It is not legislation to set safe staffing ratios. Instead, it sets up a joint committee of hospital management and “direct care workers”—read those approved by the MNA—which purports to assess staffing issues at the various hospitals and assign staffing ratios. While the direct care workers are supposed to be elected by health care workers, it is easy to see how the union will endeavor to get its people in place to collaborate with management. The result will be that safe staffing ratios suffer the proverbial “death by committee.”
Similar “labor-management committees” on staffing, for example at Kaiser Permanente in California, function as little more than cost-cutting committees for management.
There should be no illusions among nurses about the Democratic Party or figures like Bernie Sanders. The Biden administration is seeking to elevate the labor bureaucracy and facilitate union organizing, such as at Amazon, to place workers in a straitjacket that will frustrate and sell out their struggles.
The World Socialist Web Site calls upon Minnesota nurses to establish rank-and-file committees independent of the MNA, the Democratic Party and management. These committees, democratically controlled by workers themselves, should unite nurses in the Twin Cities, Essentia nurses in Duluth, along with all other health care workers.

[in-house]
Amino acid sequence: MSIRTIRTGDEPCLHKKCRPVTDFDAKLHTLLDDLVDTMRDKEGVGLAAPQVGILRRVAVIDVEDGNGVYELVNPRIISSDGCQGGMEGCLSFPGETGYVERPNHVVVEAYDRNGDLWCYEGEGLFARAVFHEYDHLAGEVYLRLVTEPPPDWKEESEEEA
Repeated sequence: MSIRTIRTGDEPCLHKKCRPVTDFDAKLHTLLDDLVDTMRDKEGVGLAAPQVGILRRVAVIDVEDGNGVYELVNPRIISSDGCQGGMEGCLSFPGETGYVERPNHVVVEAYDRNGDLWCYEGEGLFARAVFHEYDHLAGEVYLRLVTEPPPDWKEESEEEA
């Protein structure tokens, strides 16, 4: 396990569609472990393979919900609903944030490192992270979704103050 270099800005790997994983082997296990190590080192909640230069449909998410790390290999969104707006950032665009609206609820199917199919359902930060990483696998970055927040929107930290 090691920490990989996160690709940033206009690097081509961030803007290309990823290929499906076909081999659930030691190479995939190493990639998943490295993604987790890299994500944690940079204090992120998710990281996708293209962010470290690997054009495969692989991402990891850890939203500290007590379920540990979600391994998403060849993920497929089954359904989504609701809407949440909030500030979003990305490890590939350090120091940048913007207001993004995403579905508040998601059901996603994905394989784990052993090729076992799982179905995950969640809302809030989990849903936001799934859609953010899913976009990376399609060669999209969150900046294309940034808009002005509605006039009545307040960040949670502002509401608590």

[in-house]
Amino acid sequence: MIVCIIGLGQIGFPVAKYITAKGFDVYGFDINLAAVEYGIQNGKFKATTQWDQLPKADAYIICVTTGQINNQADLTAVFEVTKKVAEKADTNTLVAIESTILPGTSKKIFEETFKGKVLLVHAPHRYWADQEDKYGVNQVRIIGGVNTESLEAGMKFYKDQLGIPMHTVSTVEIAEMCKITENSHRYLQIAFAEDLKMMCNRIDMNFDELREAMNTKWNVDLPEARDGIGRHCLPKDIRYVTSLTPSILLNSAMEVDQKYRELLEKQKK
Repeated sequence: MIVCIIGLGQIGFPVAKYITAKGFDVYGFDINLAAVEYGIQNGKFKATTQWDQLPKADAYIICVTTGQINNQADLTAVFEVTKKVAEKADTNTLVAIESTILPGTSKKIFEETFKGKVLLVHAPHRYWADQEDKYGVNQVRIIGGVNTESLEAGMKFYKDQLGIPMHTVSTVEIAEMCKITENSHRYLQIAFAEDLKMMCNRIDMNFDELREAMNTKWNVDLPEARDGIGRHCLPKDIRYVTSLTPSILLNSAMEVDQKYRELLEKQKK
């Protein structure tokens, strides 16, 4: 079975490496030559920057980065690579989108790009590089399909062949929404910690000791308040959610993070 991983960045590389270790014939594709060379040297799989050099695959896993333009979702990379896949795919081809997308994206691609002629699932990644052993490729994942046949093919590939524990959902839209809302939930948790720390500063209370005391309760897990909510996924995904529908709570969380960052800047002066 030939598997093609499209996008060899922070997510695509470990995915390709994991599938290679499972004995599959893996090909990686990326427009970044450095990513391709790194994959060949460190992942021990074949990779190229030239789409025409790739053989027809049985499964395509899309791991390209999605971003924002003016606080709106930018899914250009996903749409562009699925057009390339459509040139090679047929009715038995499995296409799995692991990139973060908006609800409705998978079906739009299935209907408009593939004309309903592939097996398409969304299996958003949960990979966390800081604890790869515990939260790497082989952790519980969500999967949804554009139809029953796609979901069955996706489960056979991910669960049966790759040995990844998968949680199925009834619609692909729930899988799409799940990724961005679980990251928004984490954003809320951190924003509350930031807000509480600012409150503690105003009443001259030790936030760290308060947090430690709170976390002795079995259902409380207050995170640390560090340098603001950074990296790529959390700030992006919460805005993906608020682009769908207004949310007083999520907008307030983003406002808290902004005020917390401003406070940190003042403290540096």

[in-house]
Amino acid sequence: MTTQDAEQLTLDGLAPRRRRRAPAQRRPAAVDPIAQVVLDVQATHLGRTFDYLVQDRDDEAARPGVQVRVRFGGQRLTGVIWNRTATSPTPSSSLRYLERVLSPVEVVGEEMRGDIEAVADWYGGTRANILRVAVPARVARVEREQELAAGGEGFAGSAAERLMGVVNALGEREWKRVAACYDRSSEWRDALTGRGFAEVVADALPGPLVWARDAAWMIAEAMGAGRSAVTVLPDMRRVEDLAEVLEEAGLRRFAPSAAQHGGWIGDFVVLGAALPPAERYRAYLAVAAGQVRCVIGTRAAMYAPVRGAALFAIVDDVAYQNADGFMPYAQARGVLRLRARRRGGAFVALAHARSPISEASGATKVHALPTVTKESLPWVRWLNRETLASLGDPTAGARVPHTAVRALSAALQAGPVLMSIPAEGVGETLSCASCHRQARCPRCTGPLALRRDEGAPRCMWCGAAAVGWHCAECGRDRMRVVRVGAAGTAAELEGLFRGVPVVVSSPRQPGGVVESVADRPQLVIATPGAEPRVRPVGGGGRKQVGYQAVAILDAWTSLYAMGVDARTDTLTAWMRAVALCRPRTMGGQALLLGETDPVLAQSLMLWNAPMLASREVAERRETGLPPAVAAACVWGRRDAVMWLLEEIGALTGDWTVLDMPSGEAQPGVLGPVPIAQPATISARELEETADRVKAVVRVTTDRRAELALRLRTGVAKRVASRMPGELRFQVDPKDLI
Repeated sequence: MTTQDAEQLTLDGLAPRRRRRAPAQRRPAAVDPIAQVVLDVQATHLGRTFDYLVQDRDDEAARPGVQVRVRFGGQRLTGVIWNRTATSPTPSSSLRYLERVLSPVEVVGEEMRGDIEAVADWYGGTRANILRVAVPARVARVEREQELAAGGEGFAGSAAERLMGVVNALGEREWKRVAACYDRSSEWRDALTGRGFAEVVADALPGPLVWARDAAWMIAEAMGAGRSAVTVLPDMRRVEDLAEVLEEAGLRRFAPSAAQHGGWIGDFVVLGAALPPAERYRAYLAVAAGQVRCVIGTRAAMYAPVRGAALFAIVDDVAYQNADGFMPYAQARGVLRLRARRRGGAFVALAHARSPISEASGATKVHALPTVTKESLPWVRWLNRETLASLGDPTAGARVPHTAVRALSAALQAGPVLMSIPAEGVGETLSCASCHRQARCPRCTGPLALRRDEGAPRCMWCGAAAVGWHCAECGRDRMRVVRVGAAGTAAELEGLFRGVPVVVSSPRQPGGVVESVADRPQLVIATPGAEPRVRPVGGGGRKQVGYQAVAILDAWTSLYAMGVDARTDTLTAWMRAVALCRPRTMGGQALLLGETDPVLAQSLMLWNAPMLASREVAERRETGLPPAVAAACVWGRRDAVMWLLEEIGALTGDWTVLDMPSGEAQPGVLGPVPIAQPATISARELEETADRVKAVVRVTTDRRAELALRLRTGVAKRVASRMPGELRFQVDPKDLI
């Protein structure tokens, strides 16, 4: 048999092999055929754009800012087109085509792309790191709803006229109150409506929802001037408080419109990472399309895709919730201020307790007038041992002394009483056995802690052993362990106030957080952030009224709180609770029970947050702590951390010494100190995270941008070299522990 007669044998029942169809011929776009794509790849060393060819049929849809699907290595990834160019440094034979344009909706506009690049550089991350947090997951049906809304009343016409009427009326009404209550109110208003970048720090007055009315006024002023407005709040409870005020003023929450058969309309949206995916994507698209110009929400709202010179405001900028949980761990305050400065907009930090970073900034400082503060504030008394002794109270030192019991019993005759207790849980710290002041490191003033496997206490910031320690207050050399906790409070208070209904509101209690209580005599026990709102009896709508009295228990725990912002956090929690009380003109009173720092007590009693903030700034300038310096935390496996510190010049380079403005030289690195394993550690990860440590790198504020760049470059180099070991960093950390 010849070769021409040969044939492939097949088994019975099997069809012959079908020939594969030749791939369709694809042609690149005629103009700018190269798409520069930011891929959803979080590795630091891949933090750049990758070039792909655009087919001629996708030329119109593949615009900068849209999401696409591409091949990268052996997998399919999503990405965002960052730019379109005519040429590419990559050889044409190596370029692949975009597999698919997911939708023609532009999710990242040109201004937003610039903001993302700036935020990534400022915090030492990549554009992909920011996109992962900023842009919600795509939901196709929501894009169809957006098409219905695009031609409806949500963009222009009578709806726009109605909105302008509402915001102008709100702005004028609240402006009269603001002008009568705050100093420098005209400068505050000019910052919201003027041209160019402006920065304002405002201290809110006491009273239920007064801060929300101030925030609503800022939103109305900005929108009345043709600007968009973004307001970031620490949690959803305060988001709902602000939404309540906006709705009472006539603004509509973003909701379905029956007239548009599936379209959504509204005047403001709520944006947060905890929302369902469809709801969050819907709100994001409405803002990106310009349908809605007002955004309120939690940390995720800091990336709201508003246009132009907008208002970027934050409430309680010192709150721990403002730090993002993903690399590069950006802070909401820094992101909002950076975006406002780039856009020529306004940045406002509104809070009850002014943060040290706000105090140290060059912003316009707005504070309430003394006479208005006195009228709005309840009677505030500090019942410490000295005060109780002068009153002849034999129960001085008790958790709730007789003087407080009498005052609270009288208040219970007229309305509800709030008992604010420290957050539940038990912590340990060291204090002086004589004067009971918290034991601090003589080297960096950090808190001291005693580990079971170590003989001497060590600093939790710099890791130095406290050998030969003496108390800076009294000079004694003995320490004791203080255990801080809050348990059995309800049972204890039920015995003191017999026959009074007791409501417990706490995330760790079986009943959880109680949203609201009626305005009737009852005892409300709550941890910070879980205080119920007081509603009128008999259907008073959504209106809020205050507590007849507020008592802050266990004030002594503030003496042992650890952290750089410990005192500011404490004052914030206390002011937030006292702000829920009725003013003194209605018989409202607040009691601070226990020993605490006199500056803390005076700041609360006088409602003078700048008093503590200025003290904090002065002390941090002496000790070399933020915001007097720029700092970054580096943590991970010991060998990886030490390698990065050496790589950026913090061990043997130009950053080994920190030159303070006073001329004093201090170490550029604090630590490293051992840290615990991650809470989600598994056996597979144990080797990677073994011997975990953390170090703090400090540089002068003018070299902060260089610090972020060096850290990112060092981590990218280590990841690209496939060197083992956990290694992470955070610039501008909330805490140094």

The committees should also unite nurses with broader sections of workers, including autoworkers, steelworkers, teachers and miners who have been a part of a growing strike wave. In many cases, workers have established rank-and-file committees to prosecute their struggles.
It was the independent mobilization of health care workers in defense of former Vanderbilt nurse RaDonda Vaught that prevented the state of Tennessee from sentencing her to prison for a medical error that was the product of the stresses that the profit system places on health care workers. Nurses have now established a national health care workers steering committee to assist in forming rank-and-file committees to defend those victimized by hospital management.
The growing struggles of health care workers for good wages and working conditions should be fused with the fight to remove profit from medicine and establish a socialist system to guarantee the right of high-quality health care for all.